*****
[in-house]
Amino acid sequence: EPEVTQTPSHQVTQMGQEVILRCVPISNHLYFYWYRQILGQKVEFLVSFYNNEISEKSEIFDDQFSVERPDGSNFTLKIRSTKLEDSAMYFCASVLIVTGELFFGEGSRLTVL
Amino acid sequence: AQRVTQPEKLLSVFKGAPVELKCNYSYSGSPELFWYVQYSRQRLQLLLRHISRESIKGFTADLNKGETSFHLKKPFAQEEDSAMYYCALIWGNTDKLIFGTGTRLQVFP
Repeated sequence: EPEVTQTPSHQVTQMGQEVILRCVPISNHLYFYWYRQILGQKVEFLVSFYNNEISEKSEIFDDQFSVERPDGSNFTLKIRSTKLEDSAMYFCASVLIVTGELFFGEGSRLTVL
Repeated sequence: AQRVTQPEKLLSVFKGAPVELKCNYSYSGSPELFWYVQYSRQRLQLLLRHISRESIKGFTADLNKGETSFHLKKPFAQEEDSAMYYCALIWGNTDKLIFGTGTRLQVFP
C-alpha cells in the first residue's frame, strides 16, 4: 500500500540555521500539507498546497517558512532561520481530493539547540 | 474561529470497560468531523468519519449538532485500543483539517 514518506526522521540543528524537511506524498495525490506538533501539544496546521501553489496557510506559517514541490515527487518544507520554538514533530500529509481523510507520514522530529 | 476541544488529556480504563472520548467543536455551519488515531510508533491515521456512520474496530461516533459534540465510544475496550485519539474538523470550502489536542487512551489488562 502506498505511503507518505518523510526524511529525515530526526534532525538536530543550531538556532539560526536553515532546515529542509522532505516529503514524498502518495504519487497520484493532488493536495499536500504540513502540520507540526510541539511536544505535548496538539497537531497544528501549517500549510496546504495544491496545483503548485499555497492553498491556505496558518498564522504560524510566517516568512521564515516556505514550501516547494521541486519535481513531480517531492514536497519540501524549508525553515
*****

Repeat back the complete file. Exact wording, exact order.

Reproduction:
[in-house]
Amino acid sequence: EPEVTQTPSHQVTQMGQEVILRCVPISNHLYFYWYRQILGQKVEFLVSFYNNEISEKSEIFDDQFSVERPDGSNFTLKIRSTKLEDSAMYFCASVLIVTGELFFGEGSRLTVL
Amino acid sequence: AQRVTQPEKLLSVFKGAPVELKCNYSYSGSPELFWYVQYSRQRLQLLLRHISRESIKGFTADLNKGETSFHLKKPFAQEEDSAMYYCALIWGNTDKLIFGTGTRLQVFP
Repeated sequence: EPEVTQTPSHQVTQMGQEVILRCVPISNHLYFYWYRQILGQKVEFLVSFYNNEISEKSEIFDDQFSVERPDGSNFTLKIRSTKLEDSAMYFCASVLIVTGELFFGEGSRLTVL
Repeated sequence: AQRVTQPEKLLSVFKGAPVELKCNYSYSGSPELFWYVQYSRQRLQLLLRHISRESIKGFTADLNKGETSFHLKKPFAQEEDSAMYYCALIWGNTDKLIFGTGTRLQVFP
C-alpha cells in the first residue's frame, strides 16, 4: 500500500540555521500539507498546497517558512532561520481530493539547540 | 474561529470497560468531523468519519449538532485500543483539517 514518506526522521540543528524537511506524498495525490506538533501539544496546521501553489496557510506559517514541490515527487518544507520554538514533530500529509481523510507520514522530529 | 476541544488529556480504563472520548467543536455551519488515531510508533491515521456512520474496530461516533459534540465510544475496550485519539474538523470550502489536542487512551489488562 502506498505511503507518505518523510526524511529525515530526526534532525538536530543550531538556532539560526536553515532546515529542509522532505516529503514524498502518495504519487497520484493532488493536495499536500504540513502540520507540526510541539511536544505535548496538539497537531497544528501549517500549510496546504495544491496545483503548485499555497492553498491556505496558518498564522504560524510566517516568512521564515516556505514550501516547494521541486519535481513531480517531492514536497519540501524549508525553515